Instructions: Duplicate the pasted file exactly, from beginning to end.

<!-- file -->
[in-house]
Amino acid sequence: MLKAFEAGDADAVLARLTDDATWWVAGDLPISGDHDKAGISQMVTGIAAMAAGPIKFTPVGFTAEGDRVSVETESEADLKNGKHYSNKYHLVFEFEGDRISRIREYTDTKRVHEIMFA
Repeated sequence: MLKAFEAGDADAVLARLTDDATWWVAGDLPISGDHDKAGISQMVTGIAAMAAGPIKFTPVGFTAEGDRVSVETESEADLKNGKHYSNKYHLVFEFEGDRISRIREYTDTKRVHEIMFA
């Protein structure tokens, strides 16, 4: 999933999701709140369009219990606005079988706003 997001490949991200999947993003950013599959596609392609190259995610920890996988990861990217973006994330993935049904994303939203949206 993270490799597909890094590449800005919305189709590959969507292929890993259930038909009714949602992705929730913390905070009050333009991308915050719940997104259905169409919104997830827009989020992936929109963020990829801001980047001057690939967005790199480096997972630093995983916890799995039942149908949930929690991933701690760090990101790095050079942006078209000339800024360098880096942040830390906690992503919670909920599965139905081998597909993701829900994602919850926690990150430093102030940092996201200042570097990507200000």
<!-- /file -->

[in-house]
Amino acid sequence: MLKAFEAGDADAVLARLTDDATWWVAGDLPISGDHDKAGISQMVTGIAAMAAGPIKFTPVGFTAEGDRVSVETESEADLKNGKHYSNKYHLVFEFEGDRISRIREYTDTKRVHEIMFA
Repeated sequence: MLKAFEAGDADAVLARLTDDATWWVAGDLPISGDHDKAGISQMVTGIAAMAAGPIKFTPVGFTAEGDRVSVETESEADLKNGKHYSNKYHLVFEFEGDRISRIREYTDTKRVHEIMFA
């Protein structure tokens, strides 16, 4: 999933999701709140369009219990606005079988706003 997001490949991200999947993003950013599959596609392609190259995610920890996988990861990217973006994330993935049904994303939203949206 993270490799597909890094590449800005919305189709590959969507292929890993259930038909009714949602992705929730913390905070009050333009991308915050719940997104259905169409919104997830827009989020992936929109963020990829801001980047001057690939967005790199480096997972630093995983916890799995039942149908949930929690991933701690760090990101790095050079942006078209000339800024360098880096942040830390906690992503919670909920599965139905081998597909993701829900994602919850926690990150430093102030940092996201200042570097990507200000």